A fresh paint scheme is nothing surprising for Ricky Stenhouse, Jr. The No. 17 car has been soaked in three vastly different colors through 11 races this year.
The plethora of sponsors is nothing new for Stenhouse, who won back-to-back XFINITY (then Nationwide) Series championships in 2011 and 2012 with a Roush Fenway Racing team that fielded either a blank car or one with Ford EcoBoost colors on it.
Stenhouse, 28, is embarking on his fourth full season in NASCAR’s premier division. Piloting the No. 17 car, he went from having Best Buy as a primary sponsor for 11 races, to replacing the loss with multiple companies, including Nationwide Insurance for five races in 2014 and seven the next season. However, he still went unsponsored in a handful of events.
Whenever Ford EcoBoost appears on a Roush Fenway Racing machine — in both the XFINITY Series and Cup Series — it means there is no set sponsor for that weekend. Since 2013, that has been the case for 17 out of 119 contests for Stenhouse’s squad. However, the number of weekends with the manufacturer’s highly promoted on the car declined from six in each of his first two full seasons at the Sprint Cup level to four in 2015.
While Stenhouse finished 25th in the standings last year — two spots better than his mark the year prior — he had an average finish of 24.3, down an average of 1.9 positions.
But 2016 is different for Stenhouse’s Roush Fenway Racing team.
2016 marks a fresh start for the entire organization. It is the driver’s second year working with crew chief Nick Sandler, who had never served as a crew chief until the 2015 Daytona 500 with the No. 17 team.
Within 11 events, Stenhouse has shown signs of improvement. His Roush Fenway Racing teammates, Greg Biffle and Trevor Bayne, have a combined average finish of 20.8. Meanwhile, Stenhouse’s average finish is 18.6, even though he has completed 95.5 percent of laps run this year, the worst of the three drivers.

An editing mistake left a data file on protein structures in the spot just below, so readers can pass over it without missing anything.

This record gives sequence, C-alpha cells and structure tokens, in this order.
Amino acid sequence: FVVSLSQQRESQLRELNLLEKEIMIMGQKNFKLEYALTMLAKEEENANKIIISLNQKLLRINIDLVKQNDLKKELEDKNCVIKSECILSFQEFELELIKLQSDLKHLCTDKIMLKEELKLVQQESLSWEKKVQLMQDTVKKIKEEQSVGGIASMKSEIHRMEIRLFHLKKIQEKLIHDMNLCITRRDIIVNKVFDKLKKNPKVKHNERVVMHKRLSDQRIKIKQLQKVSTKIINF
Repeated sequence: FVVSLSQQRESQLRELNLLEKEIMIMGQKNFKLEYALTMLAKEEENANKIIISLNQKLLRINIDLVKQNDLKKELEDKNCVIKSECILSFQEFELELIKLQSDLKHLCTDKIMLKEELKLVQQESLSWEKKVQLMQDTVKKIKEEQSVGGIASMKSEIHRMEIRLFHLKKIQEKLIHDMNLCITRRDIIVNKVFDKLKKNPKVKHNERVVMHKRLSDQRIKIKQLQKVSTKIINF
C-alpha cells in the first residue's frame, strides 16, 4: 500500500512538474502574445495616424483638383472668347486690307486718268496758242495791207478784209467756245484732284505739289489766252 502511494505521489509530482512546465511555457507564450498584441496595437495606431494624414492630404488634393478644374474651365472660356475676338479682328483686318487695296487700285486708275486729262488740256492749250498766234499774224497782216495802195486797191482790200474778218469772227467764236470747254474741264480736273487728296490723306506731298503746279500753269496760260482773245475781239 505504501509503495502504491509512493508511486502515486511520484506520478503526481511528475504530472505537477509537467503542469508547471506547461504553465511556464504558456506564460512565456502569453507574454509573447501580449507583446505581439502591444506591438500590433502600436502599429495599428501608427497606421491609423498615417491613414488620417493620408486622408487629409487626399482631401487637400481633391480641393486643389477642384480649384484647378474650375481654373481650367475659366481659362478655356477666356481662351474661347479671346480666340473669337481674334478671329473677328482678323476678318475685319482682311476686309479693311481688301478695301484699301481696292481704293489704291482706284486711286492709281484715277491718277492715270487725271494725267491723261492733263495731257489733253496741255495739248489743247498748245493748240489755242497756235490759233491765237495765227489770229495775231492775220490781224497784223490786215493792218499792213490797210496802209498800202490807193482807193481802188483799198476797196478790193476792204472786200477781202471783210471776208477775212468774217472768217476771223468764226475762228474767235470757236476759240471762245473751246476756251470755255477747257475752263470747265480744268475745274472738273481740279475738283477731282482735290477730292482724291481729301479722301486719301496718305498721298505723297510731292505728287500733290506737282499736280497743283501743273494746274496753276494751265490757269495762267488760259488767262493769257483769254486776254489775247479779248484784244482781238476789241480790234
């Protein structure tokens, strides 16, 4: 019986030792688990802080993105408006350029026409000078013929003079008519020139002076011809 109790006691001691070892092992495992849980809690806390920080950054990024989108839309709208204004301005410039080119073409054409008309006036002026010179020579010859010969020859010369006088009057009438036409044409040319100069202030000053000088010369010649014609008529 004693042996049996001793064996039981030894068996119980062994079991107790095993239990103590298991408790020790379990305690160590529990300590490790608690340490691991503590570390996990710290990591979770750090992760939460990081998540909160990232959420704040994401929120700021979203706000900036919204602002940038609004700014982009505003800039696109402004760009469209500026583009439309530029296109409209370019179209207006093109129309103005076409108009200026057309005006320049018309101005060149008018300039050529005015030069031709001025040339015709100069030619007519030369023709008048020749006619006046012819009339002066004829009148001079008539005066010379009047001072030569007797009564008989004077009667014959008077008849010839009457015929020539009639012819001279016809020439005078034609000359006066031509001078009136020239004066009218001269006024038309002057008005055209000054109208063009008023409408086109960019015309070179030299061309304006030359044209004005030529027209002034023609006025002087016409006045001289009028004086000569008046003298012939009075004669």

Suddenly, the 2013 Cup Series Rookie of the Year is now a team leader. It is something that is
new for Stenhouse, who had been accustomed to being the least experienced driver of the team behind Biffle and former teammate Carl Edwards prior to his departure for Joe Gibbs Racing in 2015.
While success might not be imminent for Stenhouse’s No. 17 team, they are getting back into the swing of the things. After Roush’s decline, which started before Edwards’ departure in 2014, the team has since been on the slow trek back to the top.
In 2015, none of the Roush Fenway Racing cars finished higher than 20th in the standings, with Biffle topping the organization’s squad in 20th.
While Bayne has topped the team thus far in the season in terms of improvement — jumping from 29th after 11 events to 20th — Stenhouse leads the team in the standings, average start and finish, along with lead lap finishes at nine. With the added level of success, pressure is coming off his shoulders as he looks to take himself off the hot seat.